Since many essential products (e.g., healthcare products, paper products, cleaning supplies, etc.) have been depleted due to all of the panic buying, the risk of theft while in transit may be increased in some areas. Products can get stolen and sold for a higher price due to panic buying. Supply chain and logistics leaders should consider placing sensors on trailers or products to be able to monitor and locate them. Sensors will track the movement of the shipment on the road and send alerts for issues or deviations.

  1. Virtual practices

To prevent infections from the coronavirus, logistics and supply chain leaders need to prioritize facilitating interactions between drivers and personnel at pick-up/delivery points through technology. The time savings and efficiency achieved through these methods could benefit the supply chain even after the impact of the COVID-19 pandemic. Routine procedures such as paperwork signings or gate check-ins can move to the cloud via a SaaS solution.

Technology can help the logistics sector and trucking industry cope with the current crisis by enabling driver-facility communication, performance reporting, appointment scheduling, issue management, identifying/booking the right provider, and many other tasks.

Technology Helps Companies Act Proactively and Stay Coordinated

As the supply chain teams struggle to cope with the global pandemic, most of them have been trying to keep up with press releases and the news about evolving response measures. At the same time, they’ve been working to secure components and raw materials to protect supply lines. Despite these efforts, the truth is that vital information is often inaccessible or unavailable across their local, regional, or global teams. As a result, the response to supply chain disruptions have been uncoordinated and reactive, resulting in the negative impact of the crisis hitting many companies full force.

On the other hand, a minority of companies in North America that had mapped out their supply networks before the pandemic emerged as better prepared for the disruption. Network mapping has provided them better visibility into their supply chain structure, and they have the right information within minutes of a potential issue. They know exactly which products, parts, sites, and suppliers are at risk, which enables them to react quickly to secure constrained inventory and capacity at alternate sites.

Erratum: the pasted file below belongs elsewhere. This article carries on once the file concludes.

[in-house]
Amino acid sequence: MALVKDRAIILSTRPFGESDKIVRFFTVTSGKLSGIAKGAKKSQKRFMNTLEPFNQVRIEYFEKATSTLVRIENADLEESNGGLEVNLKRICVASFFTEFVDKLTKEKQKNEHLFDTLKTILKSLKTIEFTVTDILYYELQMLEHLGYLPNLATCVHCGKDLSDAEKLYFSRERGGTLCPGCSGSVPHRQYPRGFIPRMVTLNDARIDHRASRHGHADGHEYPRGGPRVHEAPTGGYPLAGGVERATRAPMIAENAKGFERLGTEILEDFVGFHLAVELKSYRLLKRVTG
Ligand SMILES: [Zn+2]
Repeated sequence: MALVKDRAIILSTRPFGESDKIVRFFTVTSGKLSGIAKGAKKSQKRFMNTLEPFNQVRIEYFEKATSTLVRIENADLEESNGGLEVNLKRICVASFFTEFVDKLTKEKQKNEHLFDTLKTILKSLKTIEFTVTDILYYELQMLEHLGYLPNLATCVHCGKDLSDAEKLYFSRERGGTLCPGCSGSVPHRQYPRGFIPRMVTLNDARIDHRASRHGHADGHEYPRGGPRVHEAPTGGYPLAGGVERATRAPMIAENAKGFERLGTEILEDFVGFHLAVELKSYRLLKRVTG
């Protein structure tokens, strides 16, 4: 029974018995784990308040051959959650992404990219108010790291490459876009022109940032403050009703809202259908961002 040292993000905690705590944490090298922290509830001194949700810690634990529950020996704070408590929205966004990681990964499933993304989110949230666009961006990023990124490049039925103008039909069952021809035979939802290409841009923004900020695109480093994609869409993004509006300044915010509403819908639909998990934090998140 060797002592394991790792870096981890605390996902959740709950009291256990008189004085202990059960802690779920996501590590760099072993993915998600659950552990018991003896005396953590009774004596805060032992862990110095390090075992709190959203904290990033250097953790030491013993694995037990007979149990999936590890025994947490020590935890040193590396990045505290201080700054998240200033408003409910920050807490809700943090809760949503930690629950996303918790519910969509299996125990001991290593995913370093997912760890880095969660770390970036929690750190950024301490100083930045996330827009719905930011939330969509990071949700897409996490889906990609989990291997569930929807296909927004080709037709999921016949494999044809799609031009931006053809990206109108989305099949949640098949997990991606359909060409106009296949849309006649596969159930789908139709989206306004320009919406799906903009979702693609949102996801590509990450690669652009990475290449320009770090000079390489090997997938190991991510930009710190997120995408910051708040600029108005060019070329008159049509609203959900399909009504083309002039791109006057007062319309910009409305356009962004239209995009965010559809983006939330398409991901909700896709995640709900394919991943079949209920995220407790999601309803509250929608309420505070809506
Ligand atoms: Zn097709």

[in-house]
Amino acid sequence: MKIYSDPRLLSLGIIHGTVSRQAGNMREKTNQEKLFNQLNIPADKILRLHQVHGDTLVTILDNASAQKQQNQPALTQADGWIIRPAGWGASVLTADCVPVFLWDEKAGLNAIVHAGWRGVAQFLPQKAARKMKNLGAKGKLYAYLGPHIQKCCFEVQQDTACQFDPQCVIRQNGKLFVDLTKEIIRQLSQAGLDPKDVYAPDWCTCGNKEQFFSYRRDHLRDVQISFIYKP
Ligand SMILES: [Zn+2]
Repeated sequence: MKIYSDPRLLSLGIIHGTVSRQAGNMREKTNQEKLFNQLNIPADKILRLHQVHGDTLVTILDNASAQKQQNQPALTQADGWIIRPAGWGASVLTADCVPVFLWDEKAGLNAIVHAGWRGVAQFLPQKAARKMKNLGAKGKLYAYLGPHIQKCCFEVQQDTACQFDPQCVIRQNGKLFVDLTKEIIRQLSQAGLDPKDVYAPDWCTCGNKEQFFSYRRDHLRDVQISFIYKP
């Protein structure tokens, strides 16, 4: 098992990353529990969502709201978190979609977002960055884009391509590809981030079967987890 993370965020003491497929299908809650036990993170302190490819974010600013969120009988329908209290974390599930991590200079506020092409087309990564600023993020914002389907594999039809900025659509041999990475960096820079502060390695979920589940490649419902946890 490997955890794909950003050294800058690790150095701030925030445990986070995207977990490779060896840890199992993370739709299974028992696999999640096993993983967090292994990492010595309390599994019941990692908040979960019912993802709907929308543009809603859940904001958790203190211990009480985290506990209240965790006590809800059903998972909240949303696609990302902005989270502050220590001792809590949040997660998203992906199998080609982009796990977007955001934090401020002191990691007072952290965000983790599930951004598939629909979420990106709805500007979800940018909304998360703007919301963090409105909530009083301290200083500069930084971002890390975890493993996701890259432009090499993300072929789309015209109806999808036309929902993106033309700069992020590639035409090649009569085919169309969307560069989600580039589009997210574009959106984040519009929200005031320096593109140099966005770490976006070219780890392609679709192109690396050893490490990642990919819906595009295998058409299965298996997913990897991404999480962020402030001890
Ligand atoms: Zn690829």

Being able to adjust plans easily and quickly using technology based on your supply chain requirements could prove a significant differentiator for your company in the future. By embracing a crisis management plan that involves digital transformation and teaming up with a third-party logistics solutions provider, you gain insights and access to ready to deploy technologies that can help you improve your logistics processes and delivery. 

And it is not just a short-term investment, but a great opportunity to win over the long-haul. The changes we see in both global and regional markets won’t disappear when the coronavirus pandemic is over, as we will prepare for what many call the “new normal.” Consumer behavior in North America is changing, and how logistics companies are responding now can either lead to their success or demise. To survive the economic downturn and disruption, you need to rely on the right technology, be proactive, and take steps to ensure preparedness amid the COVID-19 pandemic and future events like it.